2)  Before Clio temporarily closes its doors for renovations in mid-January to mark its 15th anniversary, Ken Oringer celebrates his flagship restaurant’s storied history with a retrospective menu that pays homage to the exotic ingredients, cutting-edge techniques and dramatic presentations that have earned him raves from Food & Wine, Gourmet, Esquire and more since opening the doors in 1997.

The nine-course menu features:

Tomato Water Martini (Basil Oil, Caperberry and Tomato “Popsicle”)
· This non-alcoholic, crystal-clear cocktail has been offered as an amuse bouche since Clio’s opening in 1997.
Island Creek Oysters (Cranberry Verjus, Osetra Caviar, Lily White)
· As one of the first restaurants to open its doors to the local Duxbury oyster farm that now supplies oysters to some of the country’s best restaurants, Clio celebrates its 10-year friendship with Island Creek Oysters by showcasing the local product through this humble, yet elegant dish.
Cassolette of Sea Urchin and Lobster (Parsnip Milk, Crispy Shallots, Candied Lemon)
· Considered by Chef Ken Oringer to be the best dish ever created at Clio, this cassolette led to Oringer’s victory against Iron Chef Cat Cora on The Food Network’s “Iron Chef America.”
60° Poached Egg (White Asparagus, Crunchy Maple, Jamon Foam)
· Though the immersion circulator is a universal kitchen tool today, Clio started using it 12 years ago to create a slow-poached egg that playfully combines salty, sweet and earthy flavors
Celery Root Mousseline (Truffle Fondue, Bitter Cocoa)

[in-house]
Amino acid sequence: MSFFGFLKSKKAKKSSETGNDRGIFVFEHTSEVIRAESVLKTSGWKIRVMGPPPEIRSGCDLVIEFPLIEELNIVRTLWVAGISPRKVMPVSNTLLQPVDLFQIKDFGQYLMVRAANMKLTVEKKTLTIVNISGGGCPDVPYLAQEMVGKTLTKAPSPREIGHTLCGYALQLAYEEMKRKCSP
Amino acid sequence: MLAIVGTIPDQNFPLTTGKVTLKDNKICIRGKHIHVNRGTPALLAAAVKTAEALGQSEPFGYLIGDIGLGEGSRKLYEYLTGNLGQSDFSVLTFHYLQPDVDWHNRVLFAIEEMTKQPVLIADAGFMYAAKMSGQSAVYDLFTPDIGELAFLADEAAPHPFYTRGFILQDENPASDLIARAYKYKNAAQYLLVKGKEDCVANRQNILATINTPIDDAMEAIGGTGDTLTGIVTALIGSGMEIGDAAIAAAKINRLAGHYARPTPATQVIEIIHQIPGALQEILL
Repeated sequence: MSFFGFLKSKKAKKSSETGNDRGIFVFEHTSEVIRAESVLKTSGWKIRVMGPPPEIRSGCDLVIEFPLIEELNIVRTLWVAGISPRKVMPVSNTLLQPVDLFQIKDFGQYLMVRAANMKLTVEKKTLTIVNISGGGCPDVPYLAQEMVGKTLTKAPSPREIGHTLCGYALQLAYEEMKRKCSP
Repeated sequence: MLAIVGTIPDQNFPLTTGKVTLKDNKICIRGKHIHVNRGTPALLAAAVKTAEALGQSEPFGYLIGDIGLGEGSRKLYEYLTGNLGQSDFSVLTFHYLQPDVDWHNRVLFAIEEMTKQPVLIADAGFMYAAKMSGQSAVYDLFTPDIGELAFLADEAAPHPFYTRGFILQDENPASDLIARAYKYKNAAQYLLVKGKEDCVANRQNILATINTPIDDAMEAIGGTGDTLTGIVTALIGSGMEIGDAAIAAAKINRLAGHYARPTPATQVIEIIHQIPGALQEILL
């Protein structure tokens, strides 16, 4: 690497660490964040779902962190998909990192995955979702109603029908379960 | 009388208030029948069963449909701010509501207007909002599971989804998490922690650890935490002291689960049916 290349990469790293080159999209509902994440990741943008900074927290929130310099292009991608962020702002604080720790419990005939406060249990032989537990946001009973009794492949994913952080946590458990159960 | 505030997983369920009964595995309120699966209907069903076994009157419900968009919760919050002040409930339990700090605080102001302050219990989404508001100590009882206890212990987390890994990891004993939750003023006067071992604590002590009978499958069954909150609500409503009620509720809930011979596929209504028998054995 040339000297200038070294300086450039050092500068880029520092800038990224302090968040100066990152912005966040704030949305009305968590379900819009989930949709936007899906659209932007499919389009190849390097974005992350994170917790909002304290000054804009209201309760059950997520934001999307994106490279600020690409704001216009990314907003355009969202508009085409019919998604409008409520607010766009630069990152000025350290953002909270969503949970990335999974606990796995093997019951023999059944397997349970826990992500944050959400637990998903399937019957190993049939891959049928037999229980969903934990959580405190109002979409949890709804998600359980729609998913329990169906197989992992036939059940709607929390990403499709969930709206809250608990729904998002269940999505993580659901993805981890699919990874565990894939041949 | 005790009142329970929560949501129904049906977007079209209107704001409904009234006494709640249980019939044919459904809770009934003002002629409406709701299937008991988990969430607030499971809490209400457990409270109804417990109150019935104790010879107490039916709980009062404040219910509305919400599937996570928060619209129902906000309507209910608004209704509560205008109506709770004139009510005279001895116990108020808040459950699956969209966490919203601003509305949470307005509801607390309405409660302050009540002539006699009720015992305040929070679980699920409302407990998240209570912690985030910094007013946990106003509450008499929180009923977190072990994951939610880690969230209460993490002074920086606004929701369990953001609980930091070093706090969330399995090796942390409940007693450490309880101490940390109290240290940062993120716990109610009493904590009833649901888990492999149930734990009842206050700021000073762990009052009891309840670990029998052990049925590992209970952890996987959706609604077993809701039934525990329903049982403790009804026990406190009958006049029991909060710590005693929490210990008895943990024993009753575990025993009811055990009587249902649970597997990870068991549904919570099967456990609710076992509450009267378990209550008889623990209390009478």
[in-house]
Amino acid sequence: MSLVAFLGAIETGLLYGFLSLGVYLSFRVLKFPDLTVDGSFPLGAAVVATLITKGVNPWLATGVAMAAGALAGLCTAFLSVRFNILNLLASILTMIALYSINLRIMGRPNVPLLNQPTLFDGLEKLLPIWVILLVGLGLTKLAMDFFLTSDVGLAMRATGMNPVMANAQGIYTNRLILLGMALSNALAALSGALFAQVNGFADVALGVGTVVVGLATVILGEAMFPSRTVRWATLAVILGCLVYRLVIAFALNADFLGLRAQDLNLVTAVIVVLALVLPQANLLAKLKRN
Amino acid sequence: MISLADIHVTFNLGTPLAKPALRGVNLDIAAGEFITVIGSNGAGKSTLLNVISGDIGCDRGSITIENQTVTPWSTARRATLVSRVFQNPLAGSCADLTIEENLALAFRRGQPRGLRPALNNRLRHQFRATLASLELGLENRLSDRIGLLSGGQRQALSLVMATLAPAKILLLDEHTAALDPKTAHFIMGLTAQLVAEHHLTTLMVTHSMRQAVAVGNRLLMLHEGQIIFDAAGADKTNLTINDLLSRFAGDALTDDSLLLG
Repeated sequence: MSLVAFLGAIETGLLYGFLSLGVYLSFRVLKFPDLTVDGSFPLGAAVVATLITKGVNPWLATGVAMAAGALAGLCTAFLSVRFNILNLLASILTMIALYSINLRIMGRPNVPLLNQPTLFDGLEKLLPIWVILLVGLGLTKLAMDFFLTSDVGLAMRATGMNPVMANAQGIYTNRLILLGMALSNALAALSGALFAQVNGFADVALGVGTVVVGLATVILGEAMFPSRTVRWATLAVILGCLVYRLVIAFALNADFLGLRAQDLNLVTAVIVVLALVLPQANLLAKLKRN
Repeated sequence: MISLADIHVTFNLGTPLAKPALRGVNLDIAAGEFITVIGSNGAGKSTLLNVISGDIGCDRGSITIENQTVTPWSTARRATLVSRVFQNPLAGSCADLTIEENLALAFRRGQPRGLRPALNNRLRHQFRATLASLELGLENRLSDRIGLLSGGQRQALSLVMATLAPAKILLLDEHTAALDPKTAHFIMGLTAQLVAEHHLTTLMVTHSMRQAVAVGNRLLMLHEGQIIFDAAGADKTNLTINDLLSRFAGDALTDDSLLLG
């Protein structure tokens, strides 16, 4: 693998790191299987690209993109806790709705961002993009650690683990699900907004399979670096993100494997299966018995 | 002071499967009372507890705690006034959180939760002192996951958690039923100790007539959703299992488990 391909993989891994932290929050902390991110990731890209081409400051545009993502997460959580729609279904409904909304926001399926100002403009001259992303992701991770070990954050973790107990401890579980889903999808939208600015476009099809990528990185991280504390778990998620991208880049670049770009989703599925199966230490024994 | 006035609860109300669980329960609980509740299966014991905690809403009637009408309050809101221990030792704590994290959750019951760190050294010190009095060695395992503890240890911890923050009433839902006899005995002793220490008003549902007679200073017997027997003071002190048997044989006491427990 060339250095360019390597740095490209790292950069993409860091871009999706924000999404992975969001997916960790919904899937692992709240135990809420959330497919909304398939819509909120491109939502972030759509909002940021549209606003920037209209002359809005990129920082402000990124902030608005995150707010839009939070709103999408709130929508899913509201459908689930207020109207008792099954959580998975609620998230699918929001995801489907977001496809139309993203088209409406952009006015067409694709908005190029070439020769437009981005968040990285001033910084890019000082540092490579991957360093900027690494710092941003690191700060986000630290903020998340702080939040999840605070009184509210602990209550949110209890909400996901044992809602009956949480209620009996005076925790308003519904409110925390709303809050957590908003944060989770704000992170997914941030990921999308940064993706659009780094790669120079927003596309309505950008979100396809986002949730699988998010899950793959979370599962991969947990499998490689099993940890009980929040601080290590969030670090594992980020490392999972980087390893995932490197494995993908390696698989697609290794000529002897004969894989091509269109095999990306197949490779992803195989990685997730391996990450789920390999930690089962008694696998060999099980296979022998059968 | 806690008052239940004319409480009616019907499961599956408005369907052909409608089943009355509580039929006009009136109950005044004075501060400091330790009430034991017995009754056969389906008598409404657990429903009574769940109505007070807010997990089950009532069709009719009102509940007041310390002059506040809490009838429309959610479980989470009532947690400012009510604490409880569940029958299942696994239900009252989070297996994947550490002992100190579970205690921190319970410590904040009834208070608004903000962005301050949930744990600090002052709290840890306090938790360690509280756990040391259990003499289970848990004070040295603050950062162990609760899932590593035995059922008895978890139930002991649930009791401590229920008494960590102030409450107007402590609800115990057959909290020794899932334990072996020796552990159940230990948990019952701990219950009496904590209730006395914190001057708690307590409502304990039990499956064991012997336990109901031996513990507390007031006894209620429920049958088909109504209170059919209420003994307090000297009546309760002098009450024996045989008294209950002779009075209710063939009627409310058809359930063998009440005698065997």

· The result of Oringer’s time working alongside Ferran Adrià in the laboratory at El Bulli, this is the first foam preparation to have ever been served at Clio 14 years ago.
Lacquered Foie Gras (Sweet and Sour Lemon, Wild Ginger, Bee Pollen)
· Another dish inspired by Oringer’s friendship with an artisan producer, this dish features local Cape Cod bee pollen and Hudson Valley foie gras made by Oringer’s former college roommate.
Venison Cooked In Espresso Oil (Smoked Celery Root, Persimmon, Mugolio Jus)
· A variation on a dish that Oringer prepared for Iron Chef America, this new menu item has never been served at Clio before and provides a unique sneak peek into what the menu will look like post-renovation.
“Textures” of Winter Citrus (L’orange Sanguine, Aloe Ice, Hibiscus Sorbet)
· An updated version of a signature dessert created by former Clio Pastry Chef Alex Stupak (WD-50, Alinea, Empellón).
Milk Chocolate Geode (Hazelnut Sorbet, Milk Powder, Chicory Crumble)
· An updated version of a signature dessert created by former Clio Pastry Chef Rick Billings (L’Atelier de Joël Robuchon, China Poblano by José Andrés).

WHEN: January 9-14, 2012
COST: $125/person
RESERVATIONS: Recommended; please call 617-536-7200.